What do the Parties in The Great Gatsby symbolize?
There are many meanings to the parties in the Great Gatsby. Let me give you a few of them.
First, the great parties are a commentary on the times in which Jay Gatsby lived. It was a time of unprecedented wealth in America. The "roaring twenties" were a time of conspicuous spending and wealth. The fact that the novel does not end on a happy note shows that money cannot buy happiness.
Second, there is also a note of autobiography in these parties, as Fitzgerald himself was known to lead a wild life of partying. He also tried to win a girl's heart in the process, much like Jay Gatsby.
Third, from a literary point of view, the parties are over the top and beyond excessive. So, from this point, Jay Gatsby lives up to the title of the book, "The Great Gatsby." He is like an illusionist or performer who can bend reality and create something from nothing. It is about showmanship. The tragedy is that it is all an illusion, and in the end nothing will come of it.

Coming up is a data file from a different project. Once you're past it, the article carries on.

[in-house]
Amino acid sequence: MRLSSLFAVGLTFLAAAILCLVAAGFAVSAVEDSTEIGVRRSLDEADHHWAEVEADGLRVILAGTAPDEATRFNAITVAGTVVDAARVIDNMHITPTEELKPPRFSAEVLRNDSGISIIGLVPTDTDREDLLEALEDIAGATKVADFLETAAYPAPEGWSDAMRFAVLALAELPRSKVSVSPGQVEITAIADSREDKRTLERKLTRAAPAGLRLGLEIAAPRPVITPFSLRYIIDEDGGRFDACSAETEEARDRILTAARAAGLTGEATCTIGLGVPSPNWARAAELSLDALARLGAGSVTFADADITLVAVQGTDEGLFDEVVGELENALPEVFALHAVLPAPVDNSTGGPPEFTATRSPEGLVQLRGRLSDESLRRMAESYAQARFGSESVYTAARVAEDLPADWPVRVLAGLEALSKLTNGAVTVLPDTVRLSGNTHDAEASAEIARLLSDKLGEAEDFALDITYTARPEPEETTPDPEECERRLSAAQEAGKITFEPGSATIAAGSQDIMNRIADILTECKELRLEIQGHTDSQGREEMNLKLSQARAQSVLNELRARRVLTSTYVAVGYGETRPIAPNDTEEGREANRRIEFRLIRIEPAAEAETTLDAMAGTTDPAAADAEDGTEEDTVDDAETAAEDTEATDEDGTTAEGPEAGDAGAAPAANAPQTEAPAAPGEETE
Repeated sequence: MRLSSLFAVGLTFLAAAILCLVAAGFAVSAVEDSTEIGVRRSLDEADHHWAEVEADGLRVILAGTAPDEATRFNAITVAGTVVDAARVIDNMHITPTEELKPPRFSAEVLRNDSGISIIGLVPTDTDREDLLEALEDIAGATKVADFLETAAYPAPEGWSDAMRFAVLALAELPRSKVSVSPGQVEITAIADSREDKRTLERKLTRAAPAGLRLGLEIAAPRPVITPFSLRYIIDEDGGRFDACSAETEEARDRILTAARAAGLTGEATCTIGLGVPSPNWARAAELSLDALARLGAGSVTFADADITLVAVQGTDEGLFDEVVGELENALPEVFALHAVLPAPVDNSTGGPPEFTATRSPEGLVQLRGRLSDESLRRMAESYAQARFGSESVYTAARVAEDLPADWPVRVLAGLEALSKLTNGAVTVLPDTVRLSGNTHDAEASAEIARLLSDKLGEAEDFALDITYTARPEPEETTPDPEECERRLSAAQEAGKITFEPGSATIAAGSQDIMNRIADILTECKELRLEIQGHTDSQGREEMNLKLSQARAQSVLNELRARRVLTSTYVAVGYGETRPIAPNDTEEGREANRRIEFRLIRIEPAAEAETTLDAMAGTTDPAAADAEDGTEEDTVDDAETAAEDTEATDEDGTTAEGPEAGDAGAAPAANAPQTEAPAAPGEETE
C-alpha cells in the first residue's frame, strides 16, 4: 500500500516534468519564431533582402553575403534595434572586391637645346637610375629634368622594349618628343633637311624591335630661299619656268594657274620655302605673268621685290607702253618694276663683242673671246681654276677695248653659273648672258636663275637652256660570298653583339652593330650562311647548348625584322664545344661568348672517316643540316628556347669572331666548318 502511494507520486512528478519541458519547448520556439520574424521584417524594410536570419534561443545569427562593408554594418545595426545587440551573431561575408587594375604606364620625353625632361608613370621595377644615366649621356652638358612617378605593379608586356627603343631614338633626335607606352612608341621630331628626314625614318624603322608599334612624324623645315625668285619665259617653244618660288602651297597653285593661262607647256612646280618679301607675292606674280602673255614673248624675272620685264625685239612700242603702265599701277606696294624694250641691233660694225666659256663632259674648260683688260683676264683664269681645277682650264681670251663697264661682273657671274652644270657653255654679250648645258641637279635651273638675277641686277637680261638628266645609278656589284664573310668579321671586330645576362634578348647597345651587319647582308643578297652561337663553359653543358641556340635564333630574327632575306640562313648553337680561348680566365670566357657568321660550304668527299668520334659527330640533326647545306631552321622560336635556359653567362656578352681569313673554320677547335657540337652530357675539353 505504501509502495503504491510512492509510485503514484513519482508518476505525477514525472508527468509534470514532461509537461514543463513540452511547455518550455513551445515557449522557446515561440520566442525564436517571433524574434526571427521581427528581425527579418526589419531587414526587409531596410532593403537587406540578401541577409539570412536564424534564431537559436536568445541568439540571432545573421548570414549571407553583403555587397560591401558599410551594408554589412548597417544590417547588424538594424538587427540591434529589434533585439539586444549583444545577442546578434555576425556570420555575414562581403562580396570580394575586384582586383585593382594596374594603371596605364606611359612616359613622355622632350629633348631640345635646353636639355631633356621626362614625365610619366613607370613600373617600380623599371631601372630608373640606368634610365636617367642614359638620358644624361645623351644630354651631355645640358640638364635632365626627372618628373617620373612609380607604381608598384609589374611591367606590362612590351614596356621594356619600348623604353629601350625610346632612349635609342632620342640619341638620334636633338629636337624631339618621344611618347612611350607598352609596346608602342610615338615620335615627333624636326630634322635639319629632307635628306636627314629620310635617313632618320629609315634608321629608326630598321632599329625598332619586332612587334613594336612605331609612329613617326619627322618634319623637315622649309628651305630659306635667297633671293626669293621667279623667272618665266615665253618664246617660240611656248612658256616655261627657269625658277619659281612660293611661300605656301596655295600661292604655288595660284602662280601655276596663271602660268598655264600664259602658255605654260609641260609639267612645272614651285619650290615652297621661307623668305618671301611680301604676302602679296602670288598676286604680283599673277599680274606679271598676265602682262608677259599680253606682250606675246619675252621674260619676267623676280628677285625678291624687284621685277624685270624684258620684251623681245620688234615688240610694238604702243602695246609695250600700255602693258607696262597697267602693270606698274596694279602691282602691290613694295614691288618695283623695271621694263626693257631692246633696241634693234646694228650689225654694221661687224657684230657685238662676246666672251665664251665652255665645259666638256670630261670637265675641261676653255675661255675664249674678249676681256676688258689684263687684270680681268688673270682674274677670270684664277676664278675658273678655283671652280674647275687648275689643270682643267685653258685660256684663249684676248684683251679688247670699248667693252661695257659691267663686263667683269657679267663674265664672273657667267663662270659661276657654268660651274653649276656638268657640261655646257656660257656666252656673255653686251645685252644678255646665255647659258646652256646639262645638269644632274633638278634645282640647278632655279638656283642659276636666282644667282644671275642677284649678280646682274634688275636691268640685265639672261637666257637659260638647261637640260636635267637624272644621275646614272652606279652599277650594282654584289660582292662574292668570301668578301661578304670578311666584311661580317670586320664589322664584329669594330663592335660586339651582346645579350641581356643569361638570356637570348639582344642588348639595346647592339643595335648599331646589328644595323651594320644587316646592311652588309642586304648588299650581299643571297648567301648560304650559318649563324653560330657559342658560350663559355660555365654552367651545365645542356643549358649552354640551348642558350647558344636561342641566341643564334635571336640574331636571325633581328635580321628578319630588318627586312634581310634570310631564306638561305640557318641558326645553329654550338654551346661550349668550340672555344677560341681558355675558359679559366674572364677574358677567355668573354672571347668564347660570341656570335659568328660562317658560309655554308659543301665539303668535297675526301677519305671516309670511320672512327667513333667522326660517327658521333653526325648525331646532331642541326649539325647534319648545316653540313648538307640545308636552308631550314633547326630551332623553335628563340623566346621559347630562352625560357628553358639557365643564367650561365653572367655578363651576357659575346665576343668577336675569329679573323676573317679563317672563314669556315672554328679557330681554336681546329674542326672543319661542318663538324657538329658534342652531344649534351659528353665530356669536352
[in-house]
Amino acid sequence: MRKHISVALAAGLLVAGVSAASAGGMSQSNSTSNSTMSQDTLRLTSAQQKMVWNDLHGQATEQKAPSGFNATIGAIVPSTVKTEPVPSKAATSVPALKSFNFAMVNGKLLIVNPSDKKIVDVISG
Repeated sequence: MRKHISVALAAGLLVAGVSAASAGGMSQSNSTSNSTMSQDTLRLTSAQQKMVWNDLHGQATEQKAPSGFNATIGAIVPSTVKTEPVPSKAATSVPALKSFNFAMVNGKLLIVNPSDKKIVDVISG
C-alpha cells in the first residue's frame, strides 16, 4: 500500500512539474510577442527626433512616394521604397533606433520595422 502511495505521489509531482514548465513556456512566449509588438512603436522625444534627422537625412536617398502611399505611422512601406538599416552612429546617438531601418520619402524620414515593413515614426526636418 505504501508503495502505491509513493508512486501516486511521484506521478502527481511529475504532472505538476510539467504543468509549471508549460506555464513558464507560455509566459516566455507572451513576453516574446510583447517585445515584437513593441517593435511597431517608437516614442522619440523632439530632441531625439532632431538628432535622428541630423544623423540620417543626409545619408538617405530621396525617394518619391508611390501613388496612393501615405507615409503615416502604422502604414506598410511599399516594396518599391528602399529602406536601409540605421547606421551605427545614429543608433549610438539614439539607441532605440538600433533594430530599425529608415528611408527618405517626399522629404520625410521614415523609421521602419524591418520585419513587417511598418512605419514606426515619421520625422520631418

Finally, these parties serve to heighten tragedy in that all these friendships are fickle. When Jay dies, no one is there except Nick. Big parties, lots of people, but they are users. These parties, therefore, show the hollowness of the people.
Determining the symbolic meaning of the parties in The Great Gatsby is an interpretive act, which means that there are multiple possibilities to explore. The most compelling reading of the symbolic meaning of the parties is to see them each as "a show".
- Gatsby's life is a lie. His name is made up and his wealth is ill-gained. Yet he presents himself as "old money". We can say then that his whole persona is a show.
- Gatsby communicates this image through his parties.
- Also, at the parties, the guests contemplate Gatsby almost as an audience contemplates a performer. Additionally, the guests themselves are described as performing. Their social and professional roles are compared to their appearance at the parties.
The notion of appearance vs. reality is at the forefront of the parties, reinforcing the idea of each party as "a show" and a performance.